Tuesday, October 7, 2014

"American Horror Story" (Season One) Murder House

Horror Television has exploded. For fans of “The Twilight Zone” or “The X Files” this is potentially an exciting time. There is an ever expanding list of shows to choose from in search of the subversive, critical, satirical commentary that only the horror genre can supply. “The Walking Dead,” “American Horror Story,” “Grimm,” “Stalker,” Penny Dreadful,” etc. etc. Showtime has even announced that they will be bringing “Twin Peaks” back to small screens. Unfortunately, there is a wealth of mere scares and thrills amidst the list with no effort to communicate anything at all.

“American Horror Story” tends towards the later in its first season. Each season is a different story in a different setting with different characters. That is one of the good things about the show. The idea of taking several episodes to tell a concise story and then ending it seems to be a slightly better approach than milking one concept till it is completely dry. But at its core, “AHS Murder House” seemed to be about pushing the limits of decency where horror television was concerned.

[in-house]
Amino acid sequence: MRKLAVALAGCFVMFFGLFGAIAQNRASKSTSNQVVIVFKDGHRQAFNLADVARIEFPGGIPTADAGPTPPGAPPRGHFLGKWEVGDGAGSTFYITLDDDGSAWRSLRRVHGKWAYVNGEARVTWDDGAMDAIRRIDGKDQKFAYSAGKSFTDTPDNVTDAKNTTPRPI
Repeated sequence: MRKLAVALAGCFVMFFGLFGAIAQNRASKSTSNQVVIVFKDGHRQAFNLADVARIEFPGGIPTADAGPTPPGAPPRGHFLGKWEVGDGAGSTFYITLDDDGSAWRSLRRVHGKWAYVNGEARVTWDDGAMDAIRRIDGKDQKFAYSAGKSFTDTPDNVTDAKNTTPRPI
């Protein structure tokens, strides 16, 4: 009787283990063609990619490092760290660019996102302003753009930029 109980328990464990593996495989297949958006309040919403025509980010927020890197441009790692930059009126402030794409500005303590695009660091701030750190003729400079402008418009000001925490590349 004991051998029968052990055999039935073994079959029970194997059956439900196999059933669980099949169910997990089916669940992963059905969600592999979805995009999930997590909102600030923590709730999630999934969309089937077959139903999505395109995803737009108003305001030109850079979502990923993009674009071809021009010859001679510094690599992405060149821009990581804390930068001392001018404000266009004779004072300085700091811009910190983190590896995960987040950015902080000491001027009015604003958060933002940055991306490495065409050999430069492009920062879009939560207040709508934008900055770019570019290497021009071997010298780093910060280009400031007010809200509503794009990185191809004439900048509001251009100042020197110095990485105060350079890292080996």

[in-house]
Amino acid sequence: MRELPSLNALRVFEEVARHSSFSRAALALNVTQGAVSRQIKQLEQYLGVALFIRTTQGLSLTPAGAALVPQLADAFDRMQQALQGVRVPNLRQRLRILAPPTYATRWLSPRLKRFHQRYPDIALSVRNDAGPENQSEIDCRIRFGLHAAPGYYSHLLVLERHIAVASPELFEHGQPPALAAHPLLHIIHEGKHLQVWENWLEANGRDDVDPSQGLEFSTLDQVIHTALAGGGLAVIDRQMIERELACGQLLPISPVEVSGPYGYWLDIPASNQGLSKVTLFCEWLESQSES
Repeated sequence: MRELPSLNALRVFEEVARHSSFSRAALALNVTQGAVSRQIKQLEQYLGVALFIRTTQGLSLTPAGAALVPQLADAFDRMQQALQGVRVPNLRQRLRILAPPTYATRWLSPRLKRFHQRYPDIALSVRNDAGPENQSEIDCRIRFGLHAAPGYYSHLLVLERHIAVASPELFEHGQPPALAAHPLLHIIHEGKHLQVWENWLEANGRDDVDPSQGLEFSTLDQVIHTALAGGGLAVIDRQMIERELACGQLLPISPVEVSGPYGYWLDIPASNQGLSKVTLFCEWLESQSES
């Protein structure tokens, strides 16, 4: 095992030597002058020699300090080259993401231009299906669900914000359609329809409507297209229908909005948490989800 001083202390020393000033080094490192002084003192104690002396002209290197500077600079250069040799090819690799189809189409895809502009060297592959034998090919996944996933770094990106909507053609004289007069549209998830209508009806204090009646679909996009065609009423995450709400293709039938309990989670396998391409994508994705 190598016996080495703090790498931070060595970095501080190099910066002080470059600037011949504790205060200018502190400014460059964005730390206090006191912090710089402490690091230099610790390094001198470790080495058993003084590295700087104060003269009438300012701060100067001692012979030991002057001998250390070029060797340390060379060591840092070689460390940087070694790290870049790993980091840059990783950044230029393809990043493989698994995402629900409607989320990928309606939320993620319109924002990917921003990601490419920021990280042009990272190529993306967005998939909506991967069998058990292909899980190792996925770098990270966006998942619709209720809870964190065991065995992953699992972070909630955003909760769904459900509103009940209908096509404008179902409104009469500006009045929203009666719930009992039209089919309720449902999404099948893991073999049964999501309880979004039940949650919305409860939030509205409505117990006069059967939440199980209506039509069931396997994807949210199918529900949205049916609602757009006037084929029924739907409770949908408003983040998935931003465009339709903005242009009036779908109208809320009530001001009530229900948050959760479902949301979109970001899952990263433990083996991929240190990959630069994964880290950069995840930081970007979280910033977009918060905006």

They claim the theme is fidelity/infidelity, but mostly season one tends to be about a house haunted by all the horrible people who have inhabited—and died—in it. Positive elements do include: the intriguing revelation/mystery as to which characters are deceased, the clever element exploring perspective and temptation where the husband sees the old maid as an over-sexualized French maid, and the true shocker regarding the daughter midway through the season. But the show tries to do so much that it loses focus and the story gets out of hand.

The real let-down comes in the last episode. The show has done the typical horror easy job of exposing evils and deficiencies in humanity and society. However, the idea that the core family finds peace and acceptance in a limbo-state of death, in haunting an old, dying building, is frankly more depressing than any of the evil put on display throughout the season.

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